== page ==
First thing’s first, Ross Chastain isn’t looking to change who he is and what got him to the NASCAR Cup Series.
Chastain, who is having a breakout season with Trackhouse Racing driving the No. 1 Chevrolet, has always been an aggressive driver and one who brings his friends to the racetrack. But the two-time series winner admits he needs to work on some things.
“At the base of it, I don’t need to be crashing cars on lap 55 of a 300-lap race,” Chastain said. “Let’s start there and just use that as the example. If I could just clean up that kind of stuff, race with a little cooler head where I still want to pass these guys, I still want to pass the cars in front of me, but do it a little bit better way.
“I’m all for and I fully embrace being the show sometimes, and I’m OK with that. I’ve accepted that. But I probably don’t need to be it every single week.”
Chastain attracted a lot of attention in June — too much for his liking. There was early contact with Denny Hamlin at World Wide Technology Raceway that resulted in Hamlin messing with Chastain the rest of the race. Later that same day, Chastain also made contact with Chase Elliott, who also made his frustrations known.
Afterward, Chastain expressed remorse for his difficult day, but Hamlin vowed his payback would come when it mattered. Team owner Justin Marks is on the record saying he doesn’t want his driver to change, and he’s all for whatever happens next. Meanwhile, Chastain is being watched, and his driving closely dissected every Sunday afternoon.
Chastain admits his run-in with Hamlin at WWTR was wrong…but not to the degree he suggested afterward. Motorsport Images
But those who have followed Chastain at any NASCAR national level will know this isn’t new. Chastain races hard and doesn’t apologize for doing what he has to do. Or at least, not to the extent that he did after St. Louis.
So why is Chastain now more aware of his actions?
“Well, I’m learning as I go here,” Chastain said. “Gateway (WWTR), if you just want to zoom in on that, I got out of the car, and I truly was sorry that I wrecked Denny into the wall, and I was sorry I spun Chase out. I did not have the intention to do that. Now, Chase was truly a mistake on my part entering Turn 3, and then to put it three-wide was a really bad judgment call. I didn’t need to force that issue at all.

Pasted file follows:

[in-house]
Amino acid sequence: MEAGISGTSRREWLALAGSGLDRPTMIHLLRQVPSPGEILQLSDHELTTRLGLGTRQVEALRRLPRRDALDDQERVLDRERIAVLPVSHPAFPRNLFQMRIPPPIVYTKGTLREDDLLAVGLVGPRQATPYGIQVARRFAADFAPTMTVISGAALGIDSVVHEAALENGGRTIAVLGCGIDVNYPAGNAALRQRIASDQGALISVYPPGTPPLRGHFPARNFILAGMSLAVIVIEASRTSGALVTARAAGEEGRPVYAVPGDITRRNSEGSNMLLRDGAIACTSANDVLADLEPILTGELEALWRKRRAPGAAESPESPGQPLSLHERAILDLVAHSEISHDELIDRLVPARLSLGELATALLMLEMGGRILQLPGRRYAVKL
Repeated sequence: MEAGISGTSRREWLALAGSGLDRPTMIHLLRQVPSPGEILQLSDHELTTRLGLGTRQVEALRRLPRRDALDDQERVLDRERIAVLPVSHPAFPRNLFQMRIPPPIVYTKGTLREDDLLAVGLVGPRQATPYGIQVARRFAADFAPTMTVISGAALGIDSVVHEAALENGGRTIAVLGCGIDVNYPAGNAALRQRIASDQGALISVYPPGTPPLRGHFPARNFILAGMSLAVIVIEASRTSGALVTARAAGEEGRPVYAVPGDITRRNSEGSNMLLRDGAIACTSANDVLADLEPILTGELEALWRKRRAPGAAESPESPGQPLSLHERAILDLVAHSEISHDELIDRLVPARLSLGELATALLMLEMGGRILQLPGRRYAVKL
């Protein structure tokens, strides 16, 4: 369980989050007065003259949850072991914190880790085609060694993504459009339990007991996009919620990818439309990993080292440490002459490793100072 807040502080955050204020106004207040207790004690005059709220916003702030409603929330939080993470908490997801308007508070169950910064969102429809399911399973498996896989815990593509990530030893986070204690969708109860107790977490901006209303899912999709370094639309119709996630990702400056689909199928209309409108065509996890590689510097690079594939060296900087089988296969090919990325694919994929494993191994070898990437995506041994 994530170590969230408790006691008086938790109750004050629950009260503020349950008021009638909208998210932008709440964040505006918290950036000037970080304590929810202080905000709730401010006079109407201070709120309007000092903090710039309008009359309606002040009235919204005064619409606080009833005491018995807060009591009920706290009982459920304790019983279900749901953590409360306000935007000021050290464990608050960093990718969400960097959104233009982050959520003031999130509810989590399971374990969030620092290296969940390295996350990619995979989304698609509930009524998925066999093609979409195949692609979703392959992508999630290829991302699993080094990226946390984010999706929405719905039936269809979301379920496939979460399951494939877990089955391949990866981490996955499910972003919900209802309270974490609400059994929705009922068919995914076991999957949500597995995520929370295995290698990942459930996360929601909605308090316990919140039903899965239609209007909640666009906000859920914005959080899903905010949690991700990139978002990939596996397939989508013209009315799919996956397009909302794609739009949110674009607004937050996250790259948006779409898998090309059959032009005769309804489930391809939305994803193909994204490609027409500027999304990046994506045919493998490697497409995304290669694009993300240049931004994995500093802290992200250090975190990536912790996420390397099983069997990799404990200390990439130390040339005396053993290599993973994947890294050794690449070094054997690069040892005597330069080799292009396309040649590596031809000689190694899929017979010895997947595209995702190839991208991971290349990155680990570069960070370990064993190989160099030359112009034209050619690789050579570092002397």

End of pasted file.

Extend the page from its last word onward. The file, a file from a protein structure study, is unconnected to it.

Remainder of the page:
“Denny was 100% I intended to bump him out of the way. The problem was, I did it way too hard, and I was sorry for that. What I didn’t get across in my interview — because I got out of the car and about seven and a half seconds later, here come cameras and microphones — I just froze up a bit and over-apologized. I did. I was sorry that I wrecked him, but I didn’t get across what I was trying to, and I got into this downward spiral that I tend to do and over-apologized.”
Part of why things transpired that way was Chastain realizing he’s where he wants to be, having climbed from the Truck Series to Xfinity to Cup, and he was willing to do anything to get there. But now that he’s at the top level, there needs to be a middle ground of not losing that fire behind the wheel but not putting himself in avoidable situations.
“I’m not going to roll over and stay behind everybody; y’all have seen that since Gateway,” said Chastain. “But how I get out of the car and speak is something I have to evolve, and it has to get better. I can’t ramble on and on about how sorry I am when I just ran into a couple of guys. There needs to be some middle ground. And I did run into Denny on purpose, I just did it way too hard and way too early in the race. I probably should have saved that card for later. But there were reasons I was doing that, and it was because of how we were racing, the things he was doing to me.”
Chastain doesn’t feel he’s a great speaker, and WWTR was an example of him pouring it on too thick. He still references his very first NASCAR interview with Hermie Sadler (that can still be found on YouTube) for how brutal it was.
“I’m finding my sweet spot there on talking to (the media) still,” Chastain said.
Another result of Chastain’s rough month was hearing from his peers whether he asked for their opinions or not. Marks is the supportive team owner while NASCAR television and talk radio have discussed him and Dale Earnhardt Jr. made Chastain’s actions a topic of conversation on his “The Dale Jr. Download” podcast.
No feedback has been unwanted on Chastain’s end.
“I’ll take any opinion and any conversations or any dialogue and then form my own opinion,” Chastain said. “It just so happens that now everybody wants to tell me how great I am or how terrible I am. I have had some people tell me that what I’ve done is definitely wrong and that’s good to hear, and I want to hear that. I want to be better.
“Just because one time in a year gone by that I said something, I don’t want that to be, ‘Oh, that’s Ross.’ We all evolve every day. We have, I don’t know, 70,000 thoughts a day in our brains and I feel like if everybody else on the other side of the screen is trying to be a better person, they probably should realize so am I. Just because I said it a long time ago or even a month ago doesn’t mean that’s how I am today. I’m trying to be better. I want to be faster on a track, a bicycle, and a go-kart. I’m always trying to be better.”